Concerns over road’s safety
PUBLISHED: 11:00 20 June 2015
A ‘DANGEROUS’ stretch of road has been scrutinised on Streetlife this week, following the death of seven-year-old cyclist April Reeves.
April was out cycling with her mother and brother on the busy A371 in Locking on May 28, when she was killed after being struck by a car.
A march along the A371 in April’s honour, designed to raise awareness of the road’s speed in the hope of reducing its 60mph limit, was attended by hundreds of people last week.
Streetlifers have been discussing how the road could be changed in light of April’s death.
Amanda T said: “(The road is) in need of a cycle path, but I think it should be on the pavement and not on the road itself.”
Elaine R said: “A lot of people cycle along the road in Locking and if the speed had been reduced, this may not have been a tragedy.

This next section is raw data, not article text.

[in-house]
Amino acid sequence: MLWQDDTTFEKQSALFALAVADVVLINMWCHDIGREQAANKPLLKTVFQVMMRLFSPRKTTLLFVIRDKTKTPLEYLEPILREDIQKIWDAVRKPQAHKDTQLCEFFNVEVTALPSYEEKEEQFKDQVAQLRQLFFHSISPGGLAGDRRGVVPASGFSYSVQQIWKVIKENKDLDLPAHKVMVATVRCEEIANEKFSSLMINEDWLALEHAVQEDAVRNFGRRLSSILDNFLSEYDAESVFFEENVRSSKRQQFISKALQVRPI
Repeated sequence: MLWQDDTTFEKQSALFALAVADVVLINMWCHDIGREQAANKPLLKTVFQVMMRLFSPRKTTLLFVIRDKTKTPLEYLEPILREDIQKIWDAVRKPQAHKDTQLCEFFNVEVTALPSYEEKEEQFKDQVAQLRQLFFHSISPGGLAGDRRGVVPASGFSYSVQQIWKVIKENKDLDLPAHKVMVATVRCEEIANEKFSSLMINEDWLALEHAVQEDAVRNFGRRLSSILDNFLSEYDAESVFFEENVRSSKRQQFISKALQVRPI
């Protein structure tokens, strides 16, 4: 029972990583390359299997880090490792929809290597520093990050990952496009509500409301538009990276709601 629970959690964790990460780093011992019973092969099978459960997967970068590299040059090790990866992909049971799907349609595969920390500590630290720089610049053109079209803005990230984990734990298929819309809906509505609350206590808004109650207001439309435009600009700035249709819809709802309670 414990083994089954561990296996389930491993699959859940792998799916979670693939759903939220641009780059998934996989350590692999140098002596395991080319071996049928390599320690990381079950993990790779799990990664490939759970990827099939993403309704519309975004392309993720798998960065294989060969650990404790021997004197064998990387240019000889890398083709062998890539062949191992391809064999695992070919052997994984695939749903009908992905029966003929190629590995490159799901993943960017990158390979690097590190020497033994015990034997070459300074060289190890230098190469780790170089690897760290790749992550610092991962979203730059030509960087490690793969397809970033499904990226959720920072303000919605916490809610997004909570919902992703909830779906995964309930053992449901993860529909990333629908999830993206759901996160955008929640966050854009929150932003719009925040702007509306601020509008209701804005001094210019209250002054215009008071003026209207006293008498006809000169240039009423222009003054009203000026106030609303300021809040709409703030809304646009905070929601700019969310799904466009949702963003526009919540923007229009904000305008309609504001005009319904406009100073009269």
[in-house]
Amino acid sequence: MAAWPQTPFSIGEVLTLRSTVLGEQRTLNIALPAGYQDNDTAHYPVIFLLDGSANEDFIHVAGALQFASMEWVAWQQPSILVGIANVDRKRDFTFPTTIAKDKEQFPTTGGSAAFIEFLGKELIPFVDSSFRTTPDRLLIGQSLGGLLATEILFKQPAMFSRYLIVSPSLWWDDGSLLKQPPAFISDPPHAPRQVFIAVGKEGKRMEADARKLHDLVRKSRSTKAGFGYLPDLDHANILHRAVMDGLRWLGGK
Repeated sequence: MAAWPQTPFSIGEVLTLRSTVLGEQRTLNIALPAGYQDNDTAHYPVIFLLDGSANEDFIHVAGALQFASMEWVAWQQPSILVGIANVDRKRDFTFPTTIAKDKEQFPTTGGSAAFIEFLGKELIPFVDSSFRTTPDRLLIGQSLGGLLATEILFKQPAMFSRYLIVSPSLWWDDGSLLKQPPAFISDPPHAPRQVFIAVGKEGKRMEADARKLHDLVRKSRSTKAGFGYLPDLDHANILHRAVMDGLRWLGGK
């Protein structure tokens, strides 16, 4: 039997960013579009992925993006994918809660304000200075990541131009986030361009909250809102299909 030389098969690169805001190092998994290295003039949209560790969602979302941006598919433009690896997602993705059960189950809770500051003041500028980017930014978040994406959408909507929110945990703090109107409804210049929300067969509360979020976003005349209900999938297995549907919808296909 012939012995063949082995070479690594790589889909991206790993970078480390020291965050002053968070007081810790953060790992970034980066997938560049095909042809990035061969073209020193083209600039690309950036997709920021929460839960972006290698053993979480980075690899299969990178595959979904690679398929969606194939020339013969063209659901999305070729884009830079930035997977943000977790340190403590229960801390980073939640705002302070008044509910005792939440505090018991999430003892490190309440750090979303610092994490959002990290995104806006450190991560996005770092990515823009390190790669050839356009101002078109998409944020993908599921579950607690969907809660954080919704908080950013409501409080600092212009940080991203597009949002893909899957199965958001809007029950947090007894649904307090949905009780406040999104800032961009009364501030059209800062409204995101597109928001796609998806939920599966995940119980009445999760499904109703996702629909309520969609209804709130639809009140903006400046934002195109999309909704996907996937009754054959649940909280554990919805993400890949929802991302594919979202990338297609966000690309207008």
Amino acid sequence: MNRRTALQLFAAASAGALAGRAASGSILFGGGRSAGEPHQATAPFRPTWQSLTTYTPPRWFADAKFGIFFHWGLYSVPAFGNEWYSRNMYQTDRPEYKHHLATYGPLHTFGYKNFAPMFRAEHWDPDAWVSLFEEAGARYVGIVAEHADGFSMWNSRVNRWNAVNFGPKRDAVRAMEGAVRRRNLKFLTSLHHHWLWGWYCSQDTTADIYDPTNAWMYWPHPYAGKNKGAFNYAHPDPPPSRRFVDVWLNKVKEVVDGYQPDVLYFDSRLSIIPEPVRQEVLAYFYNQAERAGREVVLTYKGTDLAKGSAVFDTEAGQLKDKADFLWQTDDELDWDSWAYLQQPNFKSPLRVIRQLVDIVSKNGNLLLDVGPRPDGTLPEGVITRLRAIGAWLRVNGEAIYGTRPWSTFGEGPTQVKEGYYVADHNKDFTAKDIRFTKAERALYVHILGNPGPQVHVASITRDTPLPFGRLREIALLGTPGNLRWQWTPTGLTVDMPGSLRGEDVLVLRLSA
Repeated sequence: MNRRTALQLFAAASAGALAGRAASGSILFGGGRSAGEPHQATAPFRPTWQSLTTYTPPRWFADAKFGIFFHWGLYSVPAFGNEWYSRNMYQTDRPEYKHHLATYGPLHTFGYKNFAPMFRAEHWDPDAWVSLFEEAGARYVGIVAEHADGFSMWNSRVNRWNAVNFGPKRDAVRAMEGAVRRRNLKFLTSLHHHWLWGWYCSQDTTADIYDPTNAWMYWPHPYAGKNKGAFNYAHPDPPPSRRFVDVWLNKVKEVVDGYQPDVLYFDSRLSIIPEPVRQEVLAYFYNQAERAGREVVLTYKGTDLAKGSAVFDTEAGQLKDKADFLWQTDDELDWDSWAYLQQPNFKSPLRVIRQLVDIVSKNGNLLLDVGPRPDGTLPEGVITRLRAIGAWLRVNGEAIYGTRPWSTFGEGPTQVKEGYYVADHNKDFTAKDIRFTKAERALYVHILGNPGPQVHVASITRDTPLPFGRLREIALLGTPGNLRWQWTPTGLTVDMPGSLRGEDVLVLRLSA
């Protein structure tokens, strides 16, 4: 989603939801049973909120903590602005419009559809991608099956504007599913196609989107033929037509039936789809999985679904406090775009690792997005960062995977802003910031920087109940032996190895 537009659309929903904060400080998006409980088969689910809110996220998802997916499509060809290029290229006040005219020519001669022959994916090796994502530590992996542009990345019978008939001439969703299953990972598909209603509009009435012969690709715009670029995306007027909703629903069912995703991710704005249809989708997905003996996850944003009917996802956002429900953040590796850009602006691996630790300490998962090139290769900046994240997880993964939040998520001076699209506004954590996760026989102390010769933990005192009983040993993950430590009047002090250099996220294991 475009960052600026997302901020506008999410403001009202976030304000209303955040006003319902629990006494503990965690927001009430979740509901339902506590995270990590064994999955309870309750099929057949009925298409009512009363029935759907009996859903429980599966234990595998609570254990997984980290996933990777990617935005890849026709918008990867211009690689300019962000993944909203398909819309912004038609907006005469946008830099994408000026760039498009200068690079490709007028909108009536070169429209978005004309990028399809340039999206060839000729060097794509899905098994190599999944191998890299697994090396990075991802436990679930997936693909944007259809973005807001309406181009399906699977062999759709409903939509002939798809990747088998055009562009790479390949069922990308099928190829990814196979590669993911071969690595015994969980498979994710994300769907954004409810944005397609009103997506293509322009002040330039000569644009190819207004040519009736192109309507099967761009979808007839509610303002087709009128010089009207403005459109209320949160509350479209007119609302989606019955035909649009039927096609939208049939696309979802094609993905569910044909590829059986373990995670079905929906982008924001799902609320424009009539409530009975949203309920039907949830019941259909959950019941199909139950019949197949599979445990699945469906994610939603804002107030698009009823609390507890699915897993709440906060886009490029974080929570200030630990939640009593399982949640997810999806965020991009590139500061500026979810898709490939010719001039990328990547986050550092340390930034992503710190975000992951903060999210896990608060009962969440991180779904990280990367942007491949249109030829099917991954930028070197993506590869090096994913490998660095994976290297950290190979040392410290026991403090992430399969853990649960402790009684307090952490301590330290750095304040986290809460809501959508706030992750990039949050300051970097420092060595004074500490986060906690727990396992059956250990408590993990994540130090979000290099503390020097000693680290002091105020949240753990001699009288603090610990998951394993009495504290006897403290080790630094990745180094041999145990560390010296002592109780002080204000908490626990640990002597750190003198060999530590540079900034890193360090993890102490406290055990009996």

“There is direct access on to (the A371) for families from Locking Camp. Their children attend Locking school in Locking Village and there is a bridge across the road for children, but no safe crossing for mums with pushchairs.
“You take your life in your hands (trying) to cross.”
Kelly B added: “It is a main pedestrian route for access to a primary school, and should therefore have a reduced speed limit and safe crossing places which allows access for everyone.
“I also agree with the cycle path being away from the roadside.
“There should also be a safe crossing point at the garage end of the road, to allow you to cross over to the cycle path on the other side of it.”
Neil D said: “The authorities must convert the very rarely used pavement as a place for walkers and cyclists. They should also add light controlled crossings underneath the footbridge and close to the garage so all can cross safely. The council should be bombarded with the idea until it becomes a reality.”
Liz J suggested that speed cameras could be used to make the road safer.
She said: “What about speed cameras? We lie in bed at night and hear motor bikes and cars using this road like a speed track.
“Visiting our family on the other side (the camp side) brings home to us each and every time just how lethal and dangerous it is to cross this road.”